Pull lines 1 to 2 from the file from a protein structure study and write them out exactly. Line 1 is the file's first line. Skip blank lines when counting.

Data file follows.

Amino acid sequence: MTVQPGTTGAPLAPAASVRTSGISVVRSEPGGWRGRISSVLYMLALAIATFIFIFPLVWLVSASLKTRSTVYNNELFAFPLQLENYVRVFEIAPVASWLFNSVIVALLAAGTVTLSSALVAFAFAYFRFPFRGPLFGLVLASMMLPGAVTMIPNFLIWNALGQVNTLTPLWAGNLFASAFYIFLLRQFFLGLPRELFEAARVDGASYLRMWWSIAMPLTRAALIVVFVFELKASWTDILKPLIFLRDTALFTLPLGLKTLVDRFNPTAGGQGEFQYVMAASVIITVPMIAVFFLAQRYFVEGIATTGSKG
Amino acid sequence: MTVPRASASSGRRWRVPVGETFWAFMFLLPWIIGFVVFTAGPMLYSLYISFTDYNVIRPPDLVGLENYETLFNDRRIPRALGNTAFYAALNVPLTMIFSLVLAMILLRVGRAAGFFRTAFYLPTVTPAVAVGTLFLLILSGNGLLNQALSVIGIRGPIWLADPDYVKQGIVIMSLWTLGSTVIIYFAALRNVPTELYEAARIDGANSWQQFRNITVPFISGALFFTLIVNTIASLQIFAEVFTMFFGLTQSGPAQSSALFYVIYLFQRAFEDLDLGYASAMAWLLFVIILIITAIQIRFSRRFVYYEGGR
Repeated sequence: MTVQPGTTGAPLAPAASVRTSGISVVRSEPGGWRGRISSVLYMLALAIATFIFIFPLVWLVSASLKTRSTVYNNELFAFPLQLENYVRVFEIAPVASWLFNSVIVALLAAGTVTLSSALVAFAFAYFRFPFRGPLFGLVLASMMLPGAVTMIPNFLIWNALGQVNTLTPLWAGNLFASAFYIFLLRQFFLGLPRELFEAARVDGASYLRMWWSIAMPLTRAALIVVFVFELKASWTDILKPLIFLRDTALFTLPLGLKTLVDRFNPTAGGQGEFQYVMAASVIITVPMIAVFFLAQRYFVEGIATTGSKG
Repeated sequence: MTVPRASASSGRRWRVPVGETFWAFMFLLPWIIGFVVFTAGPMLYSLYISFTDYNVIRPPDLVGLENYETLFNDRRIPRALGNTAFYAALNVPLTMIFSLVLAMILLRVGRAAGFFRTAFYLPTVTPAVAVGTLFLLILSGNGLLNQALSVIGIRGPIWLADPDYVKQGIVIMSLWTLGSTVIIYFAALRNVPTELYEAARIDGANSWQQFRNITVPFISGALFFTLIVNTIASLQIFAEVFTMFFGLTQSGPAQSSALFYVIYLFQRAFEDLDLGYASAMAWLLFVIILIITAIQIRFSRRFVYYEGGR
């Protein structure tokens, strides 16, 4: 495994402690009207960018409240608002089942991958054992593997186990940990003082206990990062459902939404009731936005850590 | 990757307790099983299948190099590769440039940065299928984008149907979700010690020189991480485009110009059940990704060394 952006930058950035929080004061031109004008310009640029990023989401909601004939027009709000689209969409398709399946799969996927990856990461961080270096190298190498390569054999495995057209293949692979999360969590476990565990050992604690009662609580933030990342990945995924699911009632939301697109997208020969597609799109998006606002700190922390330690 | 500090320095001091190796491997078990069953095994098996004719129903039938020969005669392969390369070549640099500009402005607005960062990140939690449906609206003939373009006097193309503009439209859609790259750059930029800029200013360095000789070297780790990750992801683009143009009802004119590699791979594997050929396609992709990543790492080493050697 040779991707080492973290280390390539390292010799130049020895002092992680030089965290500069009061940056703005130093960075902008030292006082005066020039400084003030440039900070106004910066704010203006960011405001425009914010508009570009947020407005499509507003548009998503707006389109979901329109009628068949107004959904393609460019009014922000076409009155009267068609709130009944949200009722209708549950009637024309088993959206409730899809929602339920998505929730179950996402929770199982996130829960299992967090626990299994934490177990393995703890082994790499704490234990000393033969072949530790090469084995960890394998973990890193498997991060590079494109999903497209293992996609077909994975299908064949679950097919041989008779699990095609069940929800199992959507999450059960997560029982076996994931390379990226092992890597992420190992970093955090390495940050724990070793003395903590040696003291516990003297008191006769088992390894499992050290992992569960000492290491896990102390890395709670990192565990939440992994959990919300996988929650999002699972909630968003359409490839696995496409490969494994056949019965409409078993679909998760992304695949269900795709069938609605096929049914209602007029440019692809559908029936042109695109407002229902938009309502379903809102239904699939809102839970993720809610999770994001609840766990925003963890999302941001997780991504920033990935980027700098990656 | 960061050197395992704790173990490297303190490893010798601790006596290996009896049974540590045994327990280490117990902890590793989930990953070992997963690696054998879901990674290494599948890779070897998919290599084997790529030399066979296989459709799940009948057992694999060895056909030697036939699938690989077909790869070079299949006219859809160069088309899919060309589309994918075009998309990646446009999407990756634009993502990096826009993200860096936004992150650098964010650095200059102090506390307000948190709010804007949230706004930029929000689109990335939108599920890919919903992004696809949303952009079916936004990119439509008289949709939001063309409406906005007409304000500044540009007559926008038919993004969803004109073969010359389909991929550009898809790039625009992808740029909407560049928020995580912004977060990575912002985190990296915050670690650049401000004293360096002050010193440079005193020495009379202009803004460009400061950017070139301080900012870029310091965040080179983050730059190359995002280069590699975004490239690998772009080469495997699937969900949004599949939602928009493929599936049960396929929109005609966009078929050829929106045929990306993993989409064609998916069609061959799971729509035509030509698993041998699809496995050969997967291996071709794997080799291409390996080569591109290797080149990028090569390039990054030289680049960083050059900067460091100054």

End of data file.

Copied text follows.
Amino acid sequence: MTVQPGTTGAPLAPAASVRTSGISVVRSEPGGWRGRISSVLYMLALAIATFIFIFPLVWLVSASLKTRSTVYNNELFAFPLQLENYVRVFEIAPVASWLFNSVIVALLAAGTVTLSSALVAFAFAYFRFPFRGPLFGLVLASMMLPGAVTMIPNFLIWNALGQVNTLTPLWAGNLFASAFYIFLLRQFFLGLPRELFEAARVDGASYLRMWWSIAMPLTRAALIVVFVFELKASWTDILKPLIFLRDTALFTLPLGLKTLVDRFNPTAGGQGEFQYVMAASVIITVPMIAVFFLAQRYFVEGIATTGSKG
Amino acid sequence: MTVPRASASSGRRWRVPVGETFWAFMFLLPWIIGFVVFTAGPMLYSLYISFTDYNVIRPPDLVGLENYETLFNDRRIPRALGNTAFYAALNVPLTMIFSLVLAMILLRVGRAAGFFRTAFYLPTVTPAVAVGTLFLLILSGNGLLNQALSVIGIRGPIWLADPDYVKQGIVIMSLWTLGSTVIIYFAALRNVPTELYEAARIDGANSWQQFRNITVPFISGALFFTLIVNTIASLQIFAEVFTMFFGLTQSGPAQSSALFYVIYLFQRAFEDLDLGYASAMAWLLFVIILIITAIQIRFSRRFVYYEGGR